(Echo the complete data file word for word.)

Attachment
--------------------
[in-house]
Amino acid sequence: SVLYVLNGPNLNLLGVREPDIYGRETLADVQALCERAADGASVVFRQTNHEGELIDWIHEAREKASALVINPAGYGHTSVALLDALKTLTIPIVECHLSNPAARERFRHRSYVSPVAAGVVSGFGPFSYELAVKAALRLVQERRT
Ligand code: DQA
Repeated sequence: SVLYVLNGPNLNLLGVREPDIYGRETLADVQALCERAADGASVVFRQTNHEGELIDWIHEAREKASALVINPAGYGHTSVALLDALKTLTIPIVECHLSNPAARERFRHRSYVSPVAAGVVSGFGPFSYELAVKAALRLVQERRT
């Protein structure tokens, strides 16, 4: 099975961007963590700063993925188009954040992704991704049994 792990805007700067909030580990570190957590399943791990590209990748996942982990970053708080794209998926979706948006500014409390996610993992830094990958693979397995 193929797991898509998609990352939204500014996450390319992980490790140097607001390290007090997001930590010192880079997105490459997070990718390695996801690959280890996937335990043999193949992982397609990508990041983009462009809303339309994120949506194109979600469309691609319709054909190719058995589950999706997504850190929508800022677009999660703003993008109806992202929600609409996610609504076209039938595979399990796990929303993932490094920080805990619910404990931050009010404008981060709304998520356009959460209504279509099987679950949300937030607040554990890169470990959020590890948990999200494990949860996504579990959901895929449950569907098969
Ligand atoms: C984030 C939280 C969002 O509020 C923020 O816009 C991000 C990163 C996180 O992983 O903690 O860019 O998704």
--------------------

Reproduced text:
[in-house]
Amino acid sequence: SVLYVLNGPNLNLLGVREPDIYGRETLADVQALCERAADGASVVFRQTNHEGELIDWIHEAREKASALVINPAGYGHTSVALLDALKTLTIPIVECHLSNPAARERFRHRSYVSPVAAGVVSGFGPFSYELAVKAALRLVQERRT
Ligand code: DQA
Repeated sequence: SVLYVLNGPNLNLLGVREPDIYGRETLADVQALCERAADGASVVFRQTNHEGELIDWIHEAREKASALVINPAGYGHTSVALLDALKTLTIPIVECHLSNPAARERFRHRSYVSPVAAGVVSGFGPFSYELAVKAALRLVQERRT
């Protein structure tokens, strides 16, 4: 099975961007963590700063993925188009954040992704991704049994 792990805007700067909030580990570190957590399943791990590209990748996942982990970053708080794209998926979706948006500014409390996610993992830094990958693979397995 193929797991898509998609990352939204500014996450390319992980490790140097607001390290007090997001930590010192880079997105490459997070990718390695996801690959280890996937335990043999193949992982397609990508990041983009462009809303339309994120949506194109979600469309691609319709054909190719058995589950999706997504850190929508800022677009999660703003993008109806992202929600609409996610609504076209039938595979399990796990929303993932490094920080805990619910404990931050009010404008981060709304998520356009959460209504279509099987679950949300937030607040554990890169470990959020590890948990999200494990949860996504579990959901895929449950569907098969
Ligand atoms: C984030 C939280 C969002 O509020 C923020 O816009 C991000 C990163 C996180 O992983 O903690 O860019 O998704």